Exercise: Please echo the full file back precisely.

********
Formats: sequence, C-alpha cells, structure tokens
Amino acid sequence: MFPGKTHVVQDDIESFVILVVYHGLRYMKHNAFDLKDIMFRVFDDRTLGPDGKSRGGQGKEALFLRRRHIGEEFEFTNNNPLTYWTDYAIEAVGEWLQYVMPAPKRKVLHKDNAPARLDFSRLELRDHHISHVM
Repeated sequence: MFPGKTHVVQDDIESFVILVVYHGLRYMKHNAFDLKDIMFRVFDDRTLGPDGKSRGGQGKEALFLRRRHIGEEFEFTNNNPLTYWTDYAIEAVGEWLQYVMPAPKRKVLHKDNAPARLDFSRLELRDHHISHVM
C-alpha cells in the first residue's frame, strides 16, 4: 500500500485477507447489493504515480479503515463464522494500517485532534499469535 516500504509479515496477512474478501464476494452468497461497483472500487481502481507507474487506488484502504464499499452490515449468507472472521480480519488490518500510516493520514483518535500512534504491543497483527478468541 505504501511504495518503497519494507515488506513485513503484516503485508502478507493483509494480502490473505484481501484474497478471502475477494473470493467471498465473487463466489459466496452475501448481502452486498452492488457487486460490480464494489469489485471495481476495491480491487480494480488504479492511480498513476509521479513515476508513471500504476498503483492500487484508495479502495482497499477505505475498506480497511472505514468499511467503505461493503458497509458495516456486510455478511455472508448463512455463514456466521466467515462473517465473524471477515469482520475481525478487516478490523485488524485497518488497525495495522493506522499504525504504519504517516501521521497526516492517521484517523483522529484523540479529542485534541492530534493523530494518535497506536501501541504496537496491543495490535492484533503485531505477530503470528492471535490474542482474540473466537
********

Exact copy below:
Formats: sequence, C-alpha cells, structure tokens
Amino acid sequence: MFPGKTHVVQDDIESFVILVVYHGLRYMKHNAFDLKDIMFRVFDDRTLGPDGKSRGGQGKEALFLRRRHIGEEFEFTNNNPLTYWTDYAIEAVGEWLQYVMPAPKRKVLHKDNAPARLDFSRLELRDHHISHVM
Repeated sequence: MFPGKTHVVQDDIESFVILVVYHGLRYMKHNAFDLKDIMFRVFDDRTLGPDGKSRGGQGKEALFLRRRHIGEEFEFTNNNPLTYWTDYAIEAVGEWLQYVMPAPKRKVLHKDNAPARLDFSRLELRDHHISHVM
C-alpha cells in the first residue's frame, strides 16, 4: 500500500485477507447489493504515480479503515463464522494500517485532534499469535 516500504509479515496477512474478501464476494452468497461497483472500487481502481507507474487506488484502504464499499452490515449468507472472521480480519488490518500510516493520514483518535500512534504491543497483527478468541 505504501511504495518503497519494507515488506513485513503484516503485508502478507493483509494480502490473505484481501484474497478471502475477494473470493467471498465473487463466489459466496452475501448481502452486498452492488457487486460490480464494489469489485471495481476495491480491487480494480488504479492511480498513476509521479513515476508513471500504476498503483492500487484508495479502495482497499477505505475498506480497511472505514468499511467503505461493503458497509458495516456486510455478511455472508448463512455463514456466521466467515462473517465473524471477515469482520475481525478487516478490523485488524485497518488497525495495522493506522499504525504504519504517516501521521497526516492517521484517523483522529484523540479529542485534541492530534493523530494518535497506536501501541504496537496491543495490535492484533503485531505477530503470528492471535490474542482474540473466537